Sherman has two arguments for his PED appeal


Next Friday, Seahawks cornerback Richard Sherman will attempt to overturn his four-game suspension for violation of the league’s policy against performance-enhancing drugs.

Per a source with knowledge of the situation, Sherman has two separate arguments.

First, and as initially reported by Mike Garafolo of USA Today, Sherman claims that he drank from the water bottle of a teammate that had been spiked with Adderall.  The teammate has both a prescription and a therapeutic use exemption, allowing the teammate to ingest Adderall, which contains amphetamines.

Sherman has denied that account in text messages sent to Curtis Crabtree of KJR, who works part-time for PFT.  However, we’ve confirmed Garafolo’s account.

Second, Sherman believes there were flaws in the method of obtaining his urine for testing.

It’s unknown whether both arguments will actually be advanced at the hearing.  Given that the two contentions are somewhat inconsistent (i.e., “I accidentally ingested it” and “the testing methodology generated a false positive”), Sherman would be wise to pick a horse.

The problem is that both horses likely will lose.  As to the water-bottle excuse, it won’t matter.  Players are responsible for anything that is in their systems.  As to the attack on the collection process, the problem is that the procedures for pursuing appeals allow the NFL to refuse to provide most of the evidence that would help the player establish irregularities.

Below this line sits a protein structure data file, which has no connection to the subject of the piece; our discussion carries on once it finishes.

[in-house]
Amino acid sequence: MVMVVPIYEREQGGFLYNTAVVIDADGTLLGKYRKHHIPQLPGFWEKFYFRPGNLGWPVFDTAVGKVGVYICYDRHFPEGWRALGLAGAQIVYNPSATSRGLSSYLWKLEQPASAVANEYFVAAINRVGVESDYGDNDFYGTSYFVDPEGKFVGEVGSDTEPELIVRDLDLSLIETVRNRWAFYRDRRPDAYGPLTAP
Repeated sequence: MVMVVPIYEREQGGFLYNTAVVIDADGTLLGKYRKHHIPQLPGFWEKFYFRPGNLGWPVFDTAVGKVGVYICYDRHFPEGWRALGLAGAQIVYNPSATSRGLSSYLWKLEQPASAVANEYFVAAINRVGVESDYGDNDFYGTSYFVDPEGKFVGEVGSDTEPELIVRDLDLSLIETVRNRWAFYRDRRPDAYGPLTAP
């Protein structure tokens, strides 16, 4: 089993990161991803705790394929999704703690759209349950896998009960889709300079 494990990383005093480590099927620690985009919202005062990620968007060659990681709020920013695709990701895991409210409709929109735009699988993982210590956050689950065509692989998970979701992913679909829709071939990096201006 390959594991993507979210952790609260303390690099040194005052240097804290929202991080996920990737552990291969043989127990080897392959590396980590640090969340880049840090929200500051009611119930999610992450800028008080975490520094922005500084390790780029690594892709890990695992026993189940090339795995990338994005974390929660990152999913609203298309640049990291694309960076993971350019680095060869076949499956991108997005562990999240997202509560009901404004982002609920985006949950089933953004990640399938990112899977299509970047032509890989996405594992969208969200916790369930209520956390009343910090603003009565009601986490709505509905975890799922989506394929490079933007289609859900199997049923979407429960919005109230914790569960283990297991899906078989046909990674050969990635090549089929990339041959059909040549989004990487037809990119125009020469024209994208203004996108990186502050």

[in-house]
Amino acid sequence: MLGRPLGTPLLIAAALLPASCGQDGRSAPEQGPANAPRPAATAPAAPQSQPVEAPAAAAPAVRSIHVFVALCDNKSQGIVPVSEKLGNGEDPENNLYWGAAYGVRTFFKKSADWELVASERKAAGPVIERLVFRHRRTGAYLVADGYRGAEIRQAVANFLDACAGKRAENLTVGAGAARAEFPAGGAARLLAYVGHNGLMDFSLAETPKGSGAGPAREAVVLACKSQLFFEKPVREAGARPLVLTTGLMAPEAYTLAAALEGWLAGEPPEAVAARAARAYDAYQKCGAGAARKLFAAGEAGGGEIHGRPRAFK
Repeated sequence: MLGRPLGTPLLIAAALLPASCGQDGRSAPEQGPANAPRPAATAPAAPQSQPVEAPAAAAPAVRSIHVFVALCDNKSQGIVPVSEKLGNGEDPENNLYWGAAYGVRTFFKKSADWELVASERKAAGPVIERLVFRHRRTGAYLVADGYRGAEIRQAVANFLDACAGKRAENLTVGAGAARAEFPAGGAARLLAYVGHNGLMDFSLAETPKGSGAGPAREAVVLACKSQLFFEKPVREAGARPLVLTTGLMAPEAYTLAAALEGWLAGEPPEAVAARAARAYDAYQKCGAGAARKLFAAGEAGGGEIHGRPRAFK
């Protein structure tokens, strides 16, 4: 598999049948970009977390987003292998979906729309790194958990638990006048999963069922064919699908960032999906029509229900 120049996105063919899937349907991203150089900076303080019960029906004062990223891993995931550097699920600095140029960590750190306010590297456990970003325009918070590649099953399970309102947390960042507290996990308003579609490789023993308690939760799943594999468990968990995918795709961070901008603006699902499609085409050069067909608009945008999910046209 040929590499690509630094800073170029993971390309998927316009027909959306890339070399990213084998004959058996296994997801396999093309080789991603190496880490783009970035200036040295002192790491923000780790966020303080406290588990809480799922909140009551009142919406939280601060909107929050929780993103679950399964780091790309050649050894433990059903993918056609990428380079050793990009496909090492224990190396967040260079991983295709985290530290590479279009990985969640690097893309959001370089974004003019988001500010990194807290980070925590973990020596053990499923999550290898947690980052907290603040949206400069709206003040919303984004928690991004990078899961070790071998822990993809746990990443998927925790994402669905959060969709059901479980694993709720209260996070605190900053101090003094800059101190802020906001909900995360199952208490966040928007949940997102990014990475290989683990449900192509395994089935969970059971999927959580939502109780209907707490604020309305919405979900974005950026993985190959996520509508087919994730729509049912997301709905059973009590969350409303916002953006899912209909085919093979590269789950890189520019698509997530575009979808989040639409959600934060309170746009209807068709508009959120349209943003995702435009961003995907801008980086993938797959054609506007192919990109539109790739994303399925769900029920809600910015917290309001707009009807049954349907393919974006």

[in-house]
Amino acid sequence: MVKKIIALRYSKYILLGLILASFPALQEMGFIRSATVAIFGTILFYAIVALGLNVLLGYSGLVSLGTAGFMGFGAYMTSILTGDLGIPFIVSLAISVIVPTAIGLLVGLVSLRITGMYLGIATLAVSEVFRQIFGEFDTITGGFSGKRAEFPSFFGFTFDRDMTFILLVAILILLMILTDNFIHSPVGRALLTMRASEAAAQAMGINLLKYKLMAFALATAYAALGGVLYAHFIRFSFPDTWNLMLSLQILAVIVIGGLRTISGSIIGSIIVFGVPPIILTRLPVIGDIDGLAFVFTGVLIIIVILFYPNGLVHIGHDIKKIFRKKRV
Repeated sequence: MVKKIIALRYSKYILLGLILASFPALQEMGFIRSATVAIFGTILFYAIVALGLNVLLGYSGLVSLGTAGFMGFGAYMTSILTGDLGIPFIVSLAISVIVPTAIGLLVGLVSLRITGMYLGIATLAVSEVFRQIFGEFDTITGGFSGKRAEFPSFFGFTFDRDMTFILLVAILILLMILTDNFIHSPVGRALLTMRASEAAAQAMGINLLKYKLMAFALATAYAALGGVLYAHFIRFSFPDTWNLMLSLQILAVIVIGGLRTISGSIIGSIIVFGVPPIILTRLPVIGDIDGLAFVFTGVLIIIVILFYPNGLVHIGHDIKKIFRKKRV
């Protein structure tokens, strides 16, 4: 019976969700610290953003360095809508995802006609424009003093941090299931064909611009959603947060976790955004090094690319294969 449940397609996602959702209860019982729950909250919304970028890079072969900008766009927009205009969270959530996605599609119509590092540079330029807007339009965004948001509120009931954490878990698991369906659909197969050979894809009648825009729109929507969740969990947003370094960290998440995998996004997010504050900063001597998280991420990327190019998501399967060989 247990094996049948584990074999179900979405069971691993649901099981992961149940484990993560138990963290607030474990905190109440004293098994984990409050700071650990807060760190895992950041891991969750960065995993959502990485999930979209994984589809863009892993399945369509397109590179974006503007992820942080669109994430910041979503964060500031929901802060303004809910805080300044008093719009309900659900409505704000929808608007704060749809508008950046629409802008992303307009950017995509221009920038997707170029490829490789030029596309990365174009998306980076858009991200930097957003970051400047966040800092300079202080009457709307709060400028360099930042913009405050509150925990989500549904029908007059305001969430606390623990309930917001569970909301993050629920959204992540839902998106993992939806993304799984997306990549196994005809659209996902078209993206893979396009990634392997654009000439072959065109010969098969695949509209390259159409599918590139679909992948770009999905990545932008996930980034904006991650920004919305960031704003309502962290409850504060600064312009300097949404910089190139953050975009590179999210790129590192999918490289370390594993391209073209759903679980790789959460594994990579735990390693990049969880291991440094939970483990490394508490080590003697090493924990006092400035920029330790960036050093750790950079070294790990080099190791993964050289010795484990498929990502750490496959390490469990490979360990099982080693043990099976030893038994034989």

As the source explained, these cases are lost not in the hearing room; they were lost at the negotiating table.  Unless and until the league and the union agree to testing procedures that require the NFL to prove with a high degree of certainty the accuracy of the collection and testing of a sample that, if positive, will result in a suspension, players will be at risk of being wrongly suspended.

17 responses to “Sherman has two arguments for his PED appeal

  1. They should tack on a $5k fine if he wastes time with lousy excuses, such as the drinking out of somebody else’s water bottle, which should have a stupid tax on itself for that action if he chooses to bring that up. As for the testing irregularities, well I hope he’s got a good explanation for that one.

  2. Seems reasonable.

    When I have prescription pills it’s such a pain to have to swallow a pill. As such, I like to just grind them up and put them in my drinks that I leave sitting around.

    If this is at all true (may not be) they should really investigate whether this guy actually graduated from Stanford.

  3. I guess he has to make up some basis for the appeal, because the real reason is so he won’t miss the same four games as Browner.

  4. He denied the first option yet everyone accuses him of being stupid for floating that idea……that seems stupid.

    His collection irregularity defense is unknown at this point so we have to wait until friday. Again, seems stupid to say he is a liar or a cheater at this point, until we see what he has to say.

    I wonder what should happen if someone is wrongly accused and the proper safety procedures were not followed allowing for an incorrect result? I think perhaps there should be an appeal system that allows that player to challenge the results……..Oh….Wait…..there is…..Next Friday.

    Just saying..

  5. manilovethepftcensors says:
    Dec 7, 2012 7:17 PM
    This guy is even stupider than I thought and I thought he was pretty stupid


    Says the guy who apparently believes “stupider” is a word.

  6. Sherman would have done the same as Browner, but he really did take it unknowingly, that’s why he feels the need to fight it

  7. Didn’t Travis Henry once get out of a suspension for saying the marijuana in his system was from secondhand smoke?

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